Jig Fishing 101: When To Use These Types Of Jigs

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The skirted jig has earned its place in the pantheon of jig fishing and bass lures through countless tournament wins and big bass awards. They are flat-out deadly and one of the few baits you can fish from early spring through late fall, in clear water as well as muddy, and in a foot of water just as easily as 40.

As great as they are, it can be easy to get overwhelmed by the numbers when looking for jig fishing ammunition. There are hundreds of brands available with various head shapes, tied in thousands of different colors. Some have rattles, some are silent, and they even have different strengths and configurations of weedguards.

To help you narrow it down – we’ve put together the following analysis of the ideal jig type for each of the major jig presentations. If you’re looking for the ideal jig for your conditions, look no further.

Grass Jig

Grass can foul up most any presentation, and certain jigs excel at fishing the green stuff. Grass jigs come in sizes from 1/4 ounce up to 1 ½ ounces, and almost always have a conical head with a line tie near the top. This allows them to penetrate the grass better, without collecting grass. Grass jigs are also fished on heavy tackle, so they should also have a stout heavy wire hook.

Grass jig trailers should be compact and not feature lots of appendages to snag on the grass.

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Swim Jig

One of the hottest techniques on the pro tours, swimming a jig is exactly what it sounds like – winding a jig through the water column, just like a spinnerbait or lipless crank. The perfect swim jig ranges from 1/4 to 1/2 ounce, has a lighter weed guard, and has a bullet shaped head to slither around and through cover.

Because swim jigs are moving when the bass bites, they don’t need nearly as heavy a hook – you want something sharp and narrow for maximum penetration. Ideal swim jig trailers include grubs, paddle tails, or other plastics with lots of action.

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Casting Jig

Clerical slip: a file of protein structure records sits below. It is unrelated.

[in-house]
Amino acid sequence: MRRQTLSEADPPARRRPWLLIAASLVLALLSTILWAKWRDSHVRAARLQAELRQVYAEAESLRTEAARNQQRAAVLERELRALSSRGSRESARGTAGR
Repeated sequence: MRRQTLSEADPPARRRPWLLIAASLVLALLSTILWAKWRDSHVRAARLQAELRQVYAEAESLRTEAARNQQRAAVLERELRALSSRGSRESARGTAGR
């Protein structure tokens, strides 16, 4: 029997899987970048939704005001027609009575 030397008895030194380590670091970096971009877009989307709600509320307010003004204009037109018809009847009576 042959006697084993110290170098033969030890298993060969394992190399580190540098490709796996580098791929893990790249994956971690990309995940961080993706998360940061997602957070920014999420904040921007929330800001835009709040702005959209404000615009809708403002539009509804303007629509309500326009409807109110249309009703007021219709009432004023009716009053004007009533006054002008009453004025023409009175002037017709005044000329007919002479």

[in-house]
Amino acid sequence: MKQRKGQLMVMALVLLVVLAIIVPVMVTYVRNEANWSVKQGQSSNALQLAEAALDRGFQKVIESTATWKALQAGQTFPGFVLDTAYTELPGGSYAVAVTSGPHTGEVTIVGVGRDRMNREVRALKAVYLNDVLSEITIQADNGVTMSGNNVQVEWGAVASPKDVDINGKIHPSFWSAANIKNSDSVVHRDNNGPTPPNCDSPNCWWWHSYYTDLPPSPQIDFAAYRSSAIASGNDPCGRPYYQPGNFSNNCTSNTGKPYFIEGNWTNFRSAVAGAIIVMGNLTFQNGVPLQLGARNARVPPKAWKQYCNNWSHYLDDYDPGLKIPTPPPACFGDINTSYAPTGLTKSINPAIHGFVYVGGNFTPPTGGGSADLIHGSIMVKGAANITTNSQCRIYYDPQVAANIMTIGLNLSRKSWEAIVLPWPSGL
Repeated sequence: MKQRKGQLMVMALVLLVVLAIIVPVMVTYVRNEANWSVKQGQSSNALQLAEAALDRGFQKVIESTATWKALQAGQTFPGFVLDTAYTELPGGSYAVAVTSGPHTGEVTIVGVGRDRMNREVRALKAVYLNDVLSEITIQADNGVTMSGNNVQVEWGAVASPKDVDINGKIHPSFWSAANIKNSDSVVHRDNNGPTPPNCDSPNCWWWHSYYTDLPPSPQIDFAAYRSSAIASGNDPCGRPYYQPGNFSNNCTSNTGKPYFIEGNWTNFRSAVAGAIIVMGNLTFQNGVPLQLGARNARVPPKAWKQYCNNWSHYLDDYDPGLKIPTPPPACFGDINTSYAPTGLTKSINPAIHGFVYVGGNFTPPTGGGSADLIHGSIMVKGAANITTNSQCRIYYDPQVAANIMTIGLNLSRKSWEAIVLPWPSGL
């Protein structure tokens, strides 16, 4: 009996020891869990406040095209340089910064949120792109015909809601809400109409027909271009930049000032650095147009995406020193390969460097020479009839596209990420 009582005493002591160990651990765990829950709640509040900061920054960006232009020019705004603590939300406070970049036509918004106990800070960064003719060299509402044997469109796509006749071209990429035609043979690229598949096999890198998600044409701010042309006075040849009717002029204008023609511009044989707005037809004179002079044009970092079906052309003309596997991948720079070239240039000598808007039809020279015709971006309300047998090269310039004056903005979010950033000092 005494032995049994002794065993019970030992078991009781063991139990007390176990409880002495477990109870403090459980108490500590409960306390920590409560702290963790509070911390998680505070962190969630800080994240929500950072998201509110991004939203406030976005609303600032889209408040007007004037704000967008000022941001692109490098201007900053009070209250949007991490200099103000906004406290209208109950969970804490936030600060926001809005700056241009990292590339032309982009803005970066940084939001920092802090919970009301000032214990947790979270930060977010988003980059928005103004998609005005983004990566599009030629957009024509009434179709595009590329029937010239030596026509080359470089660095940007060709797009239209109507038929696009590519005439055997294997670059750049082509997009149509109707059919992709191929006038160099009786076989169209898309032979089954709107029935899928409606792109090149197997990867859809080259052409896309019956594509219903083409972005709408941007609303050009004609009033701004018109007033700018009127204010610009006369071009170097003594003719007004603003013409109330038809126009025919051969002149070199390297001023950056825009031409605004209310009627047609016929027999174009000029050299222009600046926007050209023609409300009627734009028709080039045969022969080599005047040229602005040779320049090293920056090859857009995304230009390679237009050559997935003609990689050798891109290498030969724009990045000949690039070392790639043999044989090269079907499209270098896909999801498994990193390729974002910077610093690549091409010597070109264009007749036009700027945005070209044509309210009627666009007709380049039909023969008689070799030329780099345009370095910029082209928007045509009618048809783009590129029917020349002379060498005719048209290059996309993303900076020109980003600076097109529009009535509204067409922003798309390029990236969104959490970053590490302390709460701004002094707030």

Ideal casting jigs should be 3/8 to 1/2 ounce, and feature a round, Arkie style, or flat bottom head to stand up off the bottom.

They should also have a standard or wire weed guard of medium strength. Casting jigs are ideal multi-purpose jigs, and can be fished with or without a rattle. Ideal casting jig trailers include craws, creatures, and grubs.

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Flipping Jig

Flipping jigs are designed to go into the heaviest wood or brush and come out unscathed. Flipping jigs should be 3/8 to 1 ounce, and have a stout, heavy gauge hook. The ideal head shape should be something compact, preferably with a recessed line tie. The weed guard on a flipping jig should also be a little firmer than other jig types, as it’s got to prevent the jig from hanging up.

Rattles are also a big benefit when flipping a jig, and the best models feature an integrated rattle. The best flipping jig trailers are chunks, craws, and creatures.

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Bladed Jigs

A chatterbait fished alone will catch lots of bass, but adding a soft plastic trailer will enhance your chances of catching even more fish. A variety of soft plastics including toad-style baits, paddletail swimbaits and beaver-style baits can be attached to a chatterbait to increase effectiveness. The chatterbait itself has plenty of action and vibration for attracting bass, yet you can add more bulk, buoyancy and action to the lure with a plastic trailer attached to the bladed jig. You can also add more color to your Chatterbait by attaching a plastic trailer in a contrasting hue.

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Football Jigs

Meant for dragging along rocky bottoms, a football jigs pigskin-shaped head allows it to roll over rock and rubble without falling into the cracks. The ideal head weight for football jigs ranges from 3/8 to 1 ounce, and they should have a fuller skirt and a sharp wide gap hook.

Weed guards are common on football jigs, but many anglers also remove or trim them when fishing looser cover to ensure better hookups. The best trailers for football jigs are skirted grubs, twin tailed grubs, craws, and full-size creature baits.

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Finesse Jigs

Finesse jigs excel in places with smaller fish, heavy angler pressure, and in cold water. They are commonly 3/16 to 1/4 ounce, and come with finesse or spider cut skirts and a finesse light wire hook. They should have ball shaped or compact heads and can be deadly when paired with a small craw or creature bait.

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